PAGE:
Kings Highway is practically unrecognizable from a decade ago. A historic conservation district in North Oak Cliff that borders Winnetka Heights and the greater Kessler Park area, it’s a treasure trove of old homes, and those diamonds were pretty rough a while back.
But as people saw the value in these older, well-built Craftsman and prairie homes, reinvestment grew. Now Kings Highway is a very popular conservation district. Still, it’s hard to convince buyers to take on a 100-year-old property and their many quirks.
“My team provided an example project that others in the neighborhood could emulate,” said owner Christian Chernock, “where you don’t have to tear down an entire home and rebuild with something that dramatically changes the scale and charm of the neighborhood in order to get modern amenities and luxury.”
This week’s High Caliber Home of the Week sponsored by Lisa Peters of Caliber Home Loans is 937 N. Windomere, one of three older homes Chernock and architect Paul Zubiate reimagined for today’s buyer. It’s still perfectly charming on the outside, and inside it is open and inviting. We’re certain that this home will fly of the market, so get pre-approved with Lisa Peters of Caliber Home Loans today so you sail through closing.
Of course, while the neighborhood is a big draw, we have to say that the clever finish-out of this home is a huge selling point!
“This house was taken down to the studs and completely re-done,” Zubiate said. And because the house is part of the Kings Highway Conservation District and considered a contributing structure, “we could not change any of the gables or window locations,” he added.
The original house was only 1,100 square feet, whereas the finished home is 3,404 square feet. Obviously, a sizable addition was done, which starts just past the mid-point of the kitchen, Zubiate noted.
“By adding the addition onto the back portion of the original structure, we were able to preserve the historic charm and keep the scale of the neighborhood as its been for the past 100 years,” Chernock said. He’s done four projects on Windomere, plus a couple more on nearby streets using the same strategy. “Since then I have seen several major projects that have used a similar renovation plan,” he added. “I hope it continues so we maintain our original homes and character.”
While preservation was worthwhile, it wasn’t always easy. “The biggest challenge was working with the city so it complied with the Conservation District Requirements,” Zubiate said. “We wanted the house to blend in with the neighborhood.”
And while it blends in many ways, it stands out in others. Zubiate made some outstanding choices with his design of 937 N. Windomere
, and we immediately fell in love with the vaulted ceilings in the formal living and dining rooms, the family room, and kitchen — a favorite of Zubiate’s too! — which are swathed in warm wood whose grain adds fluidity to the space. Naturally, not all of the improvements are things you can see, as the electrical and plumbing were upgraded throughout.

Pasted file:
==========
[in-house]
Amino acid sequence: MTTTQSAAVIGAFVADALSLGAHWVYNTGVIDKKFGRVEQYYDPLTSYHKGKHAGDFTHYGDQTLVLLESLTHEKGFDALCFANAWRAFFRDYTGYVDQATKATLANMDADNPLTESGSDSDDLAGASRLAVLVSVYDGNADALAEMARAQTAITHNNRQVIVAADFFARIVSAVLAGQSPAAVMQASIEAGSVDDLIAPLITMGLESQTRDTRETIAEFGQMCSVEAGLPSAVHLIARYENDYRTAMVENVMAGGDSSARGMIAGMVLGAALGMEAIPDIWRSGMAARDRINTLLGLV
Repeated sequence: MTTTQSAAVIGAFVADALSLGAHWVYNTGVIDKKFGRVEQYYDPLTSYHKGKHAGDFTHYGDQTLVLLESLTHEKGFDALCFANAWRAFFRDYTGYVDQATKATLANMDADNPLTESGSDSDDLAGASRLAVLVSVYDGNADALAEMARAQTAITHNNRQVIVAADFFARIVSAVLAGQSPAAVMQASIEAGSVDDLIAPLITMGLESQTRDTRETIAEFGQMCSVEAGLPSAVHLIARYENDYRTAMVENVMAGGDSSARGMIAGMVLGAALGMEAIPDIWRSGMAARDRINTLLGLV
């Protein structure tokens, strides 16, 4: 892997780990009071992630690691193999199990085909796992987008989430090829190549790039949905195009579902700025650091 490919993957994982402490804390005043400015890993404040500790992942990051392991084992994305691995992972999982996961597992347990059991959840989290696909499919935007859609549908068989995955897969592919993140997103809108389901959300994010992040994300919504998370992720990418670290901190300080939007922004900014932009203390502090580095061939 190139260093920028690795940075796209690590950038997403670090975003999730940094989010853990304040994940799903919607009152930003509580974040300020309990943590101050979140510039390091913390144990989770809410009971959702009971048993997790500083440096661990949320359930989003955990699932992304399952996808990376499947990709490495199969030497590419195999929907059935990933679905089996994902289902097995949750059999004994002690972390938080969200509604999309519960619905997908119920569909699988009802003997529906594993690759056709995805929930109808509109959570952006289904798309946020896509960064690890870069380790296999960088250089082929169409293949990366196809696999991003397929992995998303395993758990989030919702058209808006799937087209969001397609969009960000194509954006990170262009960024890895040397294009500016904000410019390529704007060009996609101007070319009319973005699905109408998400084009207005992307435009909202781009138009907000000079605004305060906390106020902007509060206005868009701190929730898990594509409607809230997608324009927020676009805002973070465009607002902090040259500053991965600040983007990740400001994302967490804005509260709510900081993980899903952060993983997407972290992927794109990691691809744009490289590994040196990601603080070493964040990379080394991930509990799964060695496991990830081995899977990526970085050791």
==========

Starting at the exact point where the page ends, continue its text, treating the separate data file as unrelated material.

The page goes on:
“The entire house has new windows, foam insulation in the walls, underside of crawlspace, and roof,” Zubiate said.
You won’t get a master suite like this in a typical 100-year-old home, so there’s that. This master bedroom, one of four in this home, is gigantic. There’s an entire wall of built-ins, tons of light, a gorgeous five-piece master bath with a huge tub and beautiful frameless glass shower opposite the immense vanity. And then that closet! So much beautiful custom cabinetry …
There’s also a fantastic utility room that’s just lousy with storage, an office, and a wine bar. WHO DOESN’T LOVE A WINE BAR, Y’ALL?
But reimagining an older home wasn’t easy, though we are glad Chernock and Zubiate joined forces to make it happen.
“The home at 937 N Windomere speaks to the revival of Kings Highway because it does a great job of respecting the history and charm of the neighborhood while adapting to what many home buyers desire in amenities and luxury,” Chernock said. “Revival in Conservation Districts can be dicey because the ordinances do not have the same restrictions for demolition and renovation that Historic Districts do. Conservation Districts are at the mercy of developers and neighbors who hopefully will do something smart and respectful because the ordinance law doesn’t require it.”
If it’s such a significant challenge, why attempt it in the first place? I mean, we love renovations like this one that include all of the finishes, fixtures, and features that today’s homeowner craves in a North Oak Cliff neighborhood with history, but it does sound like a lot of work. It helps, though, if buyers can see what’s possible within those conservation district restrictions.
“It’s important to have recent projects that show people you can have both modern amenity and historic charm,” Chernock said. “If not, you often see people just tearing down older homes and rebuilding with little regard to the scale and architectural detail of their surroundings.”
David Griffin has listed this particular example of Kings Highway’s revival for $695,000.